Blu-ray vs VOD
Online movie downloading is on the rise, with just a click sites such as Netflix and Hulu allow users to stream their favourite movies onto a laptop or tablet for a subscription fee. Some commentators warn that internet downloads could do to Blu-ray what DVDs did to VHS, overtaking them and rendering the format obsolete. However film viewers are still holding on to optical discs and they don’t appear to be going anywhere just yet as they allow users to utilise their HD TVs and watch movies in their full cinematic glory.
Blu-ray: quality is key
With many film viewers wanting to replicate the cinema in their own living room, quality is top priority for any film-viewing experience. High definition movies on Blu-ray are still the number one option for those wanting to watch the latest film in all its splendour. .
VOD: no limits
Downloading, however, means you aren’t just restricted to the living room, or even to the laptop. Movies can be streamed to tablets and mobile devices, meaning you can watch the latest blockbuster wherever you want, wi-fi permitting. And with wireless adapters now available allowing you to connect your tablet or laptop to your TV, you’re no longer restricted to that postage stamp that is your laptop screen.
Blu-ray: no buffering
Need I say more? The bane of every internet user. It always happens at the worst time. A moment of suspense is stopped in its tracks, completely killing the viewing experience. Poor internet connection and slow download can be infuriating. Lose the connection, lose the movie. Thankfully that’s something you don’t need to worry about with Blu-ray players. #firstworldproblems
VOD: instant access
With our demanding consumer culture we often expect instant access and immediate satisfaction. Buying a Blu-ray requires effort many of us modern folk tend to avoid – whether that’s physically going to the store and picking one up or even ordering it online and waiting for delivery. Movie downloads mean you don’t have to go anywhere, allowing you to stream that movie from the comfort of your armchair, or bed, or toilet, or wherever you see fit!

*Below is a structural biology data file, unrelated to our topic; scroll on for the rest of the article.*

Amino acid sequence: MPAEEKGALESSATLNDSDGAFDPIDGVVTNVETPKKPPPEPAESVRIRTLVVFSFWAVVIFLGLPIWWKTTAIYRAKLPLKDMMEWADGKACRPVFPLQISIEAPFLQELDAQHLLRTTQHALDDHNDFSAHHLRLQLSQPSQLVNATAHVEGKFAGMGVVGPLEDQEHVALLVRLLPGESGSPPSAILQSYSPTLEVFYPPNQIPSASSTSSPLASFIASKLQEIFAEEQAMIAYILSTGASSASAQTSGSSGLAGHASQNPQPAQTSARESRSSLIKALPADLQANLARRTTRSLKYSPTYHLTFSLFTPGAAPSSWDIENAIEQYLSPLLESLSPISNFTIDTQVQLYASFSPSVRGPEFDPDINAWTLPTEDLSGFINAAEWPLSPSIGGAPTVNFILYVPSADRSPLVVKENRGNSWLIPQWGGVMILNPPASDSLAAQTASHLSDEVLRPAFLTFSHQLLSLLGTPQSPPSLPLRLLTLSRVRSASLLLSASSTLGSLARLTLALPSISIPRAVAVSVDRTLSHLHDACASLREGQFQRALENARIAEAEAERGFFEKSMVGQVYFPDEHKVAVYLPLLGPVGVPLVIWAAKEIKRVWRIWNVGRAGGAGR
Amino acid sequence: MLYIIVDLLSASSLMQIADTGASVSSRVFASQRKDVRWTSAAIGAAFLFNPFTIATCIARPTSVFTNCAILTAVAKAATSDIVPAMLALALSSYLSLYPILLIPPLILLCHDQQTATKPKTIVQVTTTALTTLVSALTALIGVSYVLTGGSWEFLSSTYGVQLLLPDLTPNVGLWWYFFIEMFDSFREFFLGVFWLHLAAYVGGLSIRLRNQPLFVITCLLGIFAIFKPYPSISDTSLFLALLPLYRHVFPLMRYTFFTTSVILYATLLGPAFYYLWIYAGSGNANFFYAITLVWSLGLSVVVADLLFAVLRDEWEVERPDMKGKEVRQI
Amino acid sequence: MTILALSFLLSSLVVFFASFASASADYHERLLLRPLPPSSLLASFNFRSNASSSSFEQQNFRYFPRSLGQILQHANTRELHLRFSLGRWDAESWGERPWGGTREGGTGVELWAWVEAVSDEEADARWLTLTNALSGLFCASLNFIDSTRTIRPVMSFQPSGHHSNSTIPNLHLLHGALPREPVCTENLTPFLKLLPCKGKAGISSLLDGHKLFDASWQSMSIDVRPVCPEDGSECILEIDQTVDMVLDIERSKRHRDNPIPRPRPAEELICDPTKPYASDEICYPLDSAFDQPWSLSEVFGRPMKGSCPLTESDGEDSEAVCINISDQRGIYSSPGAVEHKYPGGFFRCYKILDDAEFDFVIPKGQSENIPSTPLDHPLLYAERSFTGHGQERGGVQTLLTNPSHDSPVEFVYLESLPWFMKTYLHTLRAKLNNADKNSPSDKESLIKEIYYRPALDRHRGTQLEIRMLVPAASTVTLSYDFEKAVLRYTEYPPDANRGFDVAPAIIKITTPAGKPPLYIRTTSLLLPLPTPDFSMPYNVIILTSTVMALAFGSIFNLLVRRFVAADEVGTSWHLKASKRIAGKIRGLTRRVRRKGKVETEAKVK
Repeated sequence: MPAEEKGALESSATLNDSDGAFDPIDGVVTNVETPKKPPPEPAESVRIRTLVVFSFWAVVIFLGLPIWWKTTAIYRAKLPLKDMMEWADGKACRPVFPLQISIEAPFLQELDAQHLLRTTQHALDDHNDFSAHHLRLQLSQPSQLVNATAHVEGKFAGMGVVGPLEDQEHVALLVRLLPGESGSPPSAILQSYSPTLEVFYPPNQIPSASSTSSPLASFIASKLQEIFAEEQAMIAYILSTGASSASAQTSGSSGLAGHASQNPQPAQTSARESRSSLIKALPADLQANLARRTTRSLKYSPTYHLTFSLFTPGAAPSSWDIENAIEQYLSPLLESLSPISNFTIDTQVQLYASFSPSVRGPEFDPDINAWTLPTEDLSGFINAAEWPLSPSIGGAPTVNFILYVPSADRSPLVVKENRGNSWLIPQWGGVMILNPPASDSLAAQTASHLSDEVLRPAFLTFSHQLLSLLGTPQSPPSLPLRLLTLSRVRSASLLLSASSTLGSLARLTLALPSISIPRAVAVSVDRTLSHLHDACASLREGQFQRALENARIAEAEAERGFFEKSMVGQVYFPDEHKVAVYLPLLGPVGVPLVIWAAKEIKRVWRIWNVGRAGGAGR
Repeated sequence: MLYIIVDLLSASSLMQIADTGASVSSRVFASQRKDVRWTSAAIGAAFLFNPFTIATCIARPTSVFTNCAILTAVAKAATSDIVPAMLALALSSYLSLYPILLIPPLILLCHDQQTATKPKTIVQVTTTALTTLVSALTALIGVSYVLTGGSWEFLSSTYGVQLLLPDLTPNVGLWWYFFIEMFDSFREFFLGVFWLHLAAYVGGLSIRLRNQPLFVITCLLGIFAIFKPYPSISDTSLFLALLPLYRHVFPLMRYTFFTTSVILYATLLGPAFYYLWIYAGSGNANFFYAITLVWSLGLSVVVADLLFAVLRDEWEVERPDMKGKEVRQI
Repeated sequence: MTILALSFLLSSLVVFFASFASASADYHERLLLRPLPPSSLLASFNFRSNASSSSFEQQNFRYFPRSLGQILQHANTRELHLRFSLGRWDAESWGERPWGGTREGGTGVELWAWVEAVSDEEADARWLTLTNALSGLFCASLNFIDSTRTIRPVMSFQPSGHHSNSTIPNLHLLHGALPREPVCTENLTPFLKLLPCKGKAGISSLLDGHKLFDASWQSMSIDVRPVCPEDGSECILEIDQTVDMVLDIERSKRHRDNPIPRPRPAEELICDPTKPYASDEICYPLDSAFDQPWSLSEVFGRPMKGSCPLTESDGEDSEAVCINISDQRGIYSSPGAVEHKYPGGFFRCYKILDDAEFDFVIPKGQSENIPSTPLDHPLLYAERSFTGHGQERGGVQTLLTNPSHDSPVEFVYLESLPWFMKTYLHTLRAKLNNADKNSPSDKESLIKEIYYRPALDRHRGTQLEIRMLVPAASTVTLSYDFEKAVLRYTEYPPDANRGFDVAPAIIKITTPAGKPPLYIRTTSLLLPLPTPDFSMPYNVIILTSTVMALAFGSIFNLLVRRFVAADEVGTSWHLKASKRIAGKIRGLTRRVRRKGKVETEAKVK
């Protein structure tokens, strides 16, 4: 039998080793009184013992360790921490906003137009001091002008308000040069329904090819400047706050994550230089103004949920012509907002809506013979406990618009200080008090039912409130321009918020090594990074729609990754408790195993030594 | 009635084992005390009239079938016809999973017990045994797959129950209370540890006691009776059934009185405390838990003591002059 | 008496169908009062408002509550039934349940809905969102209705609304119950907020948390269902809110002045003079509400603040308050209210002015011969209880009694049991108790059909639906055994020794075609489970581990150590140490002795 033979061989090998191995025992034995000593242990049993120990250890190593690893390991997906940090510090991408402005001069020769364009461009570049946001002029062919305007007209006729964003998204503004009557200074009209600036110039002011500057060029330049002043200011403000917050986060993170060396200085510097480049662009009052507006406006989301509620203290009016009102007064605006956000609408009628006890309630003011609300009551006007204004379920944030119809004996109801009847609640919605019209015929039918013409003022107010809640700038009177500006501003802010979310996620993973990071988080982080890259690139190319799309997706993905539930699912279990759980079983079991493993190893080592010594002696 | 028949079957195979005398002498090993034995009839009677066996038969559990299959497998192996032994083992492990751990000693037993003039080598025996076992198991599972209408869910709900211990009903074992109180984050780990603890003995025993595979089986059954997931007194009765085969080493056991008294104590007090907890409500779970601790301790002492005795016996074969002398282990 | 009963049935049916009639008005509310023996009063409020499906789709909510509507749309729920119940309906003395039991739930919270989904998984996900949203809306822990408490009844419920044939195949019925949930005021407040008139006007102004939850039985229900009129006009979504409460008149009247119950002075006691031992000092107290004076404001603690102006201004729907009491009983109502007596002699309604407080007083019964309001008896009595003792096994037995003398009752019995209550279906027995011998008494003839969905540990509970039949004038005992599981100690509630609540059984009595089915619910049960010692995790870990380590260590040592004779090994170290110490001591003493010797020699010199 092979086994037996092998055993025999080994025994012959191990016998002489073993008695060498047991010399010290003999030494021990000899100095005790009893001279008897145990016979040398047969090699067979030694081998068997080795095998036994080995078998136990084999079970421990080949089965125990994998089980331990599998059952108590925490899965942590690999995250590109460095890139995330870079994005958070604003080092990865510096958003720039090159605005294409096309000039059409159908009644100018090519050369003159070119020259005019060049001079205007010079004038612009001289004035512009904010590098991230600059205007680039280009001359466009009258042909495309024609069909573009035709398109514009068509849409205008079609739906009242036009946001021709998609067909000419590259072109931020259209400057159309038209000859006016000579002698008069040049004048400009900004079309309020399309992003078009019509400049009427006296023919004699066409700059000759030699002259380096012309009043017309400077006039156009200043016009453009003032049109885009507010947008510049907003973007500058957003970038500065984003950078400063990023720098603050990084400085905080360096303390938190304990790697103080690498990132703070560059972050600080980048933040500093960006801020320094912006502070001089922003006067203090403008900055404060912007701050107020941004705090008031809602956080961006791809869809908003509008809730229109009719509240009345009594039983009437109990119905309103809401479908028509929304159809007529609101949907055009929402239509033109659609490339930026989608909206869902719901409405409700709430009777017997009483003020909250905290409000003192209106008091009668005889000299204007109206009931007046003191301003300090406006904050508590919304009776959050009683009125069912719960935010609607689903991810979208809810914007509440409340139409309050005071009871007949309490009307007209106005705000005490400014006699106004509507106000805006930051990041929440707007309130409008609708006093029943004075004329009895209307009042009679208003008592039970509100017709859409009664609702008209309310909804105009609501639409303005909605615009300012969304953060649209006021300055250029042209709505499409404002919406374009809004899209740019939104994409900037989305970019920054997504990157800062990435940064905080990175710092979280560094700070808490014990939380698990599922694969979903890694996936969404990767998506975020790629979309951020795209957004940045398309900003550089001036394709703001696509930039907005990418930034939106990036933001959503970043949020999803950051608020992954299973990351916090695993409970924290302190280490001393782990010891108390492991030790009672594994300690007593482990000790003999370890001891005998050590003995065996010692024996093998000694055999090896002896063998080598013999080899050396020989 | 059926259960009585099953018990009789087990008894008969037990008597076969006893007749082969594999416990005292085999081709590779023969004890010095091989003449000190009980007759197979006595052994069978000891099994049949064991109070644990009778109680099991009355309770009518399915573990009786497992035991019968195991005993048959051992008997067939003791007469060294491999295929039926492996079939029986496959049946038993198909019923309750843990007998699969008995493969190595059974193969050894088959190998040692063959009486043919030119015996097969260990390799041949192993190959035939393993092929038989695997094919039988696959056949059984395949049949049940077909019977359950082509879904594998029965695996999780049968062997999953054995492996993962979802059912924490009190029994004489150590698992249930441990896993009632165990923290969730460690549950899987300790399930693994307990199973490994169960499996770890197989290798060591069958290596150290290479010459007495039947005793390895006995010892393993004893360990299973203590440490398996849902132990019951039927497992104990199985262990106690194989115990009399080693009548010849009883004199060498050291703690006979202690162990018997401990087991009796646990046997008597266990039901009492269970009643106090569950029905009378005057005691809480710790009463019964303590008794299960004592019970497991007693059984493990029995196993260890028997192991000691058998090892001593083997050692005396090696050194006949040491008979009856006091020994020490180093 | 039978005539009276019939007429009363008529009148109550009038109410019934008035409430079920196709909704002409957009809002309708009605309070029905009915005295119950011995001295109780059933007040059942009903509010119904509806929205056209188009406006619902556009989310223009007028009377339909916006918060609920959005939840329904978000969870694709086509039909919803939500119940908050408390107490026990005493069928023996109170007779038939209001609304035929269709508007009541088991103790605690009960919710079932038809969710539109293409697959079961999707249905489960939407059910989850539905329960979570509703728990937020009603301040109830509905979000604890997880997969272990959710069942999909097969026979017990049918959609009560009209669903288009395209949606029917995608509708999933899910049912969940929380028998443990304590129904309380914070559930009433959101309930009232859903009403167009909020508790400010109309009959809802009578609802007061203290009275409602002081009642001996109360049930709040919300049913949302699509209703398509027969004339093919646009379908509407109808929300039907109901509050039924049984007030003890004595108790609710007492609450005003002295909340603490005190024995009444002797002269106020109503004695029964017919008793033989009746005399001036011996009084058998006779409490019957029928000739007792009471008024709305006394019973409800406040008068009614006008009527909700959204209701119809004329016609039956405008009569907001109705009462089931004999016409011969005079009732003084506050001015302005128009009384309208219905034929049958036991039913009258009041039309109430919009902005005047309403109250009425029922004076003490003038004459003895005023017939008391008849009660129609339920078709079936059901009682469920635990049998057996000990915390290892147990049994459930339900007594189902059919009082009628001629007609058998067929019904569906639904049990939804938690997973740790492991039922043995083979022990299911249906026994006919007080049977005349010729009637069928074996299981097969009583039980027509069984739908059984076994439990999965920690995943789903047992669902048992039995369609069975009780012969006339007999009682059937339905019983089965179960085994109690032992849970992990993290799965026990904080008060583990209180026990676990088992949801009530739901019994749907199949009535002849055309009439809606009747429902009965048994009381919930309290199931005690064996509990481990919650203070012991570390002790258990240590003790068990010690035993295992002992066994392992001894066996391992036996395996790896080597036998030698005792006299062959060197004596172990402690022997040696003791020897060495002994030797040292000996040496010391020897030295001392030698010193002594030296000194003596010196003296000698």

The beauty of downloading is that you can play by your own rules: streaming on demand or downloading and saving for later to watch again and again. Not to mention all that space you save not having those colossal complete series Blur-ray box sets dominating your bookshelf – instead they are all readily accessible on your laptop.
Blu-ray: the ritual
For many, Movie Night is like a ritual. You unsheathe the Blu-ray from the plastic and slot it in, sit back on the sofa, rip open that bumper bag of M&Ms, fiddle with the start menu for a bit, then lie back and let yourself get taken in for a while. Lights off, no distractions. We relish the ritual of it all, the satisfaction of tearing into the plastic cover of a brand spanking new Blu-ray, the whirr of a Blu-ray player starting up and the feel of the movie there in your hands.
The Blu-ray is an aesthetic pleasure, it’s for similar reasons we still hold onto printed books, despite the alternative offered by Kindle. The greatest honour for any die-hard fan is to own the “collector’s edition”, the ultimate Blu-ray cover, the box set to rule them all, a limited edition artisan case to show you are a true movie fan.
VOD: put your money where your mouse is
Although you’d expect to fork out for a limited edition box set, Blu-rays themselves and the set-up required can still be quite expensive, especially for new releases. Most online movie download sites offer monthly subscription, allowing you access to their entire library for a small fee. To download or stream new releases is still far cheaper than buying the Blu-ray, paying only for the movies you want.
However, Blu-rays can be resold at a later date, meaning you can get a little of your money back, unlike downloads. Also, if you download a movie onto your hard drive and for some reason it is lost or corrupted, as so often happens, you have to pay again for another download.
No clear winner
It seems the battle between Blu-ray and VOD will rage for some time. But the Blu-ray doesn’t show any sign of conceding any time soon, with Blu-ray players still ensuring better reliability and quality than streamed movies. Only time, and internet connection speeds, will tell. But the Blu-ray isn’t going anywhere just yet.
The editorial unit